State health officials have announced the state’s first death this year due to West Nile virus. While seven human cases total have been reported so far in 2012, this is the first death this year, emphasizing the fact that this mosquito-borne virus isn’t just a risk for those spending time in wooded areas, fishing, or camping. The majority of people who become infected commonly do so while spending time around the outside of the home, working in the garden, mowing the lawn, or simply sitting on the porch.
State Health Commissioner Gregory Larkin says that because the virus is carried and transmitted by mosquitoes, everyone is susceptible to it. He says the tragic death serves as a reminder of just how important it is to take steps to protect ourselves from mosquitoes by using screens on doors and windows, wearing insect repellent, covering up with long jeans and shirts, and by eliminating areas the bugs may use as breeding grounds.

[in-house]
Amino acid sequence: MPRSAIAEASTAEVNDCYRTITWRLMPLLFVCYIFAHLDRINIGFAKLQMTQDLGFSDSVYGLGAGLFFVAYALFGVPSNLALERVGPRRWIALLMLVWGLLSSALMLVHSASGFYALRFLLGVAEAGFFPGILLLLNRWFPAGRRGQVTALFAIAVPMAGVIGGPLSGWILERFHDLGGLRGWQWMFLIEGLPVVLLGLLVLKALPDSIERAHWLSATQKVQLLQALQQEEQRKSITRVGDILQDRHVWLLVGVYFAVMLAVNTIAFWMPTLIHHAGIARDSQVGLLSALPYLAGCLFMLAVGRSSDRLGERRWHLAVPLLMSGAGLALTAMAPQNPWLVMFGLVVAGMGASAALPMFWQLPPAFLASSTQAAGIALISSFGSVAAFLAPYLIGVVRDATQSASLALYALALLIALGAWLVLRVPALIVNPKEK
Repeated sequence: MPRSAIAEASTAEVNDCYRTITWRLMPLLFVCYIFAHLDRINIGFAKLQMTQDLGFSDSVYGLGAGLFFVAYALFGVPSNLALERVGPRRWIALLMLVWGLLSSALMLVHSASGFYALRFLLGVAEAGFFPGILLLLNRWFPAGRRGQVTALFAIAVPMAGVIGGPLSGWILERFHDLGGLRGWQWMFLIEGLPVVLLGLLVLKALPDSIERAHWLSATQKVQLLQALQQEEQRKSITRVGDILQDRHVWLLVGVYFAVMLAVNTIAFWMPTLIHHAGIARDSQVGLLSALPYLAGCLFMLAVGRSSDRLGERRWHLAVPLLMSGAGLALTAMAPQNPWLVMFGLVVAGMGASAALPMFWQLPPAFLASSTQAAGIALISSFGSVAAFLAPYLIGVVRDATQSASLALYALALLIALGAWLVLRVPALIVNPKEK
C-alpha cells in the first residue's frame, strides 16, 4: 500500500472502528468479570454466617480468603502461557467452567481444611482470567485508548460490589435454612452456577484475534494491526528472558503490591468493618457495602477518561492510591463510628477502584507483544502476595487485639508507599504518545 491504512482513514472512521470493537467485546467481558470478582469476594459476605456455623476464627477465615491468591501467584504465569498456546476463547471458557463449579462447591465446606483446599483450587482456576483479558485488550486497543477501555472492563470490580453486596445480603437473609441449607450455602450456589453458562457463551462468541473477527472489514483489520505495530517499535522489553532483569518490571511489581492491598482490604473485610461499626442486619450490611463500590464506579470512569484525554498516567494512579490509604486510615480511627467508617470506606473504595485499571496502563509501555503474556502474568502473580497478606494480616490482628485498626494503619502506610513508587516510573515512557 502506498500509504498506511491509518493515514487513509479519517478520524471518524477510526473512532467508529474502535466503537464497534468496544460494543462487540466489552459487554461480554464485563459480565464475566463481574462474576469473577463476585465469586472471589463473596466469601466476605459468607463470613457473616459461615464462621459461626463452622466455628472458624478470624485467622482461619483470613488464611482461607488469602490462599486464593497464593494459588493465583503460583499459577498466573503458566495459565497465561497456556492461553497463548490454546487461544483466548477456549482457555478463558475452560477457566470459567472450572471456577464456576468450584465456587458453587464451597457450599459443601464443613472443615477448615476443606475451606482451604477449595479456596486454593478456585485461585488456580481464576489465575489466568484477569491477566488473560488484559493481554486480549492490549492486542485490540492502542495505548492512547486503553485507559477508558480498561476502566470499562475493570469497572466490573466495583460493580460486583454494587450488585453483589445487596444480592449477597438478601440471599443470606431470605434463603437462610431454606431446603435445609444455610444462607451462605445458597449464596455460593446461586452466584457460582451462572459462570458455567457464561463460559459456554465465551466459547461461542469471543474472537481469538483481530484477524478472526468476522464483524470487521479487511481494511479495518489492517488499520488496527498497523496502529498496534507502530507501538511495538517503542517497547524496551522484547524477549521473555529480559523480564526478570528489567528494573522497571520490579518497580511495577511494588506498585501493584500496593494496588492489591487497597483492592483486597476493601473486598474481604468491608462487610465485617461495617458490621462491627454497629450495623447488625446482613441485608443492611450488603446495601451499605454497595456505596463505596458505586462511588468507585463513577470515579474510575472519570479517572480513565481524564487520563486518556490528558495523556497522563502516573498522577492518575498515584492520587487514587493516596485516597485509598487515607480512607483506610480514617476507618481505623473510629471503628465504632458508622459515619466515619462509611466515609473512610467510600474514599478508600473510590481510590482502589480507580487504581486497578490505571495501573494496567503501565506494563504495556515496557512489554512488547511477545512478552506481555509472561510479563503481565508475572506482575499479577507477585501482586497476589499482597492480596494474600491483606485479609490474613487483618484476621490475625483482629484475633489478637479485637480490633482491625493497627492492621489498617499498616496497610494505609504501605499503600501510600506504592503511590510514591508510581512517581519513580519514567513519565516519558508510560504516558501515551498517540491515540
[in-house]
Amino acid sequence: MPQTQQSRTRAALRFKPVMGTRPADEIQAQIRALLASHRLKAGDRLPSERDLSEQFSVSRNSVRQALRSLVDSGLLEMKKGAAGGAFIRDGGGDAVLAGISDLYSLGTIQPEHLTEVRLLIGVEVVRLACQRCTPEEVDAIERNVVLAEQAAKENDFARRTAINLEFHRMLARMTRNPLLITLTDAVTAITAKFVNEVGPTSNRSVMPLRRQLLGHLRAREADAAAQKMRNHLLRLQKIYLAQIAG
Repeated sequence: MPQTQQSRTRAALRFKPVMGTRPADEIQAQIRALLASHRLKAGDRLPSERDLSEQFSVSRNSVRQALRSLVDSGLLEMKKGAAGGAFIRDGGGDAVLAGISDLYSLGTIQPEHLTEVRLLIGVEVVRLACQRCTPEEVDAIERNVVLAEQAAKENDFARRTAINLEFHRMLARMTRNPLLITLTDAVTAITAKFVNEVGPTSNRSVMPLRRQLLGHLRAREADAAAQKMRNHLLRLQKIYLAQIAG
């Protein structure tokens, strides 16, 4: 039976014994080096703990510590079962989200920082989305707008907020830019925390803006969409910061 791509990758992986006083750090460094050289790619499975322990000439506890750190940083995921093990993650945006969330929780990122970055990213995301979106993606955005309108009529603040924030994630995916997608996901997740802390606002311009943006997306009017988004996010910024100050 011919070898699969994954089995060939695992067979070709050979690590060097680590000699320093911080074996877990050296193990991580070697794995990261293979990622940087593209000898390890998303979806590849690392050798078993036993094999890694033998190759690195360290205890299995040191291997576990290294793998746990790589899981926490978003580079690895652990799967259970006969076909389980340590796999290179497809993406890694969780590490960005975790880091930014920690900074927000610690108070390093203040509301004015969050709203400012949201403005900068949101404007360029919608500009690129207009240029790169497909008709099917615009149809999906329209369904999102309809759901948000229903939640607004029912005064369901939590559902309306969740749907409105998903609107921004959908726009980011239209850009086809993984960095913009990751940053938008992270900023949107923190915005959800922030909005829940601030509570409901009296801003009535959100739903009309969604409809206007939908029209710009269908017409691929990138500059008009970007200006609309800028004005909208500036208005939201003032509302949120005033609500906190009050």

Cases of the virus have been confirmed in Fulton, Hamilton, Jackson, Monroe, Marion, and Venderburgh counties.
West Nile virus usually causes West Nile fever, a milder form of the illness, which can include fever, headache, body aches, swollen lymph glands or a rash. Some individuals will develop a more severe form of the disease with encephalitis or meningitis and other severe syndromes, including flaccid muscle paralysis.
To reduce potential mosquito breeding grounds, discard old tires, tin cans, ceramic pots or other containers that can hold water; repair failed septic systems; drill holes in the bottom of recycling containers left outdoors; keep grass cut short and shrubbery trimmed; and frequently replace water in birdbaths and other containers that hold standing water.
There is no vaccine and no cure for West Nile virus, Saint Louis encephalitis or Eastern equine encephalitis for humans. Individuals who think they may have West Nile virus should see their healthcare provider.